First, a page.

Despite all of the excitement about the declining cost and increasing performance of photovoltaic solar, the nation’s homeowners have been lackadaisical about putting panels on their roofs. Last year, there were a record 40,000 residential solar installations in the U.S., but that number is a tiny fraction of the 130 million total homes in the country.
A team of engineers from General Electric, the sponsor of this magazine, want to increase the number of homes with solar roofs by halving the cost of a standard 5-kilowatt (KW) installation, which can provide about 85 percent of the average home’s electricity needs.
The project, called the Smart Grid Ready Residential Solar System, partners GE Global Research and its Industrial Solutions businesses with the New York State Energy Research and Development Authority (NYSERDA). The goal is to put 10 easy-to-install, low-cost systems on roofs in Syracuse and Albany by August.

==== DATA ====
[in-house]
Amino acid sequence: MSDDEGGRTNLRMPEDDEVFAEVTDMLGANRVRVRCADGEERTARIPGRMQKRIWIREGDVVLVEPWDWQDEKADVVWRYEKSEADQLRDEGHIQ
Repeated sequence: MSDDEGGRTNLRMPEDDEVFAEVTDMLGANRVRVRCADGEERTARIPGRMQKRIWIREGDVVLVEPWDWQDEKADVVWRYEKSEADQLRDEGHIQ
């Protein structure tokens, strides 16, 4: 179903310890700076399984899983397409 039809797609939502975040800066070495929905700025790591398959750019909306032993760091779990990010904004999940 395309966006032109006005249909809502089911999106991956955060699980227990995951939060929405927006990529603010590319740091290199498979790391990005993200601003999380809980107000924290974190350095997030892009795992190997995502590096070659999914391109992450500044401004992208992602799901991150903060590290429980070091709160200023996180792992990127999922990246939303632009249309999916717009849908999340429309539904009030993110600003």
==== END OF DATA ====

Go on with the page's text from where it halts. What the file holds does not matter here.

Meanwhile, a similar project in San Diego — which is part of a separate program called the California Solar Initiative – has crews performing energy audits on 10 homes, in addition to the rooftop solar installations. The project is a partnership with San Diego Gas & Electric.
Both projects are the result of the engineers’ detective work into why solar is so expensive to install, said Charles Korman, the chief technologist for solar energy at GE Global Research. It isn’t the manufacturing cost of the technology: “Solar is as cheap as it’s ever been,” he said. Rather, it’s because there are so many different products available for rooftop arrays that every job is effectively a custom installation. And then there are the high labor costs. Most systems require specially trained electrical contractors to connect high-voltage systems.
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